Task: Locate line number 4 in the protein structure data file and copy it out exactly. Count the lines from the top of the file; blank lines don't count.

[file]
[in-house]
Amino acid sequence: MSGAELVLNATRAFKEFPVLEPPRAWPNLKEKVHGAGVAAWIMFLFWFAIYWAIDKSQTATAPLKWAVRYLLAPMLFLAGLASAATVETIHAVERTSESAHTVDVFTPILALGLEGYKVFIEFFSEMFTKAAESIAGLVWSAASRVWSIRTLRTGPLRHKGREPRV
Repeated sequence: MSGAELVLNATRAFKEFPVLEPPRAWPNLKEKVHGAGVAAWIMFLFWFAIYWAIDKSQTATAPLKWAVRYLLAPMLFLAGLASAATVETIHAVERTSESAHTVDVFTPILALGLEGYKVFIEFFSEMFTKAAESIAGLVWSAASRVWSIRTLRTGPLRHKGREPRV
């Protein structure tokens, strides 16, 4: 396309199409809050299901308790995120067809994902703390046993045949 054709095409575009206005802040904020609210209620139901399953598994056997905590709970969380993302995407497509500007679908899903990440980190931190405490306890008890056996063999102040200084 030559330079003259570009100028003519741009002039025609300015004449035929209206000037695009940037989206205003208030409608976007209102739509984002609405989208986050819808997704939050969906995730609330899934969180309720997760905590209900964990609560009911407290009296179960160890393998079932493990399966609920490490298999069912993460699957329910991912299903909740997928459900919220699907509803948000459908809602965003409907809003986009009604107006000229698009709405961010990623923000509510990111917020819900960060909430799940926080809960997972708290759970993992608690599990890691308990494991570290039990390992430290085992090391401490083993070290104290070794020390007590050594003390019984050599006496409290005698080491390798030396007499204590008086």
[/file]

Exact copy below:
């Protein structure tokens, strides 16, 4: 396309199409809050299901308790995120067809994902703390046993045949 054709095409575009206005802040904020609210209620139901399953598994056997905590709970969380993302995407497509500007679908899903990440980190931190405490306890008890056996063999102040200084 030559330079003259570009100028003519741009002039025609300015004449035929209206000037695009940037989206205003208030409608976007209102739509984002609405989208986050819808997704939050969906995730609330899934969180309720997760905590209900964990609560009911407290009296179960160890393998079932493990399966609920490490298999069912993460699957329910991912299903909740997928459900919220699907509803948000459908809602965003409907809003986009009604107006000229698009709405961010990623923000509510990111917020819900960060909430799940926080809960997972708290759970993992608690599990890691308990494991570290039990390992430290085992090391401490083993070290104290070794020390007590050594003390019984050599006496409290005698080491390798030396007499204590008086």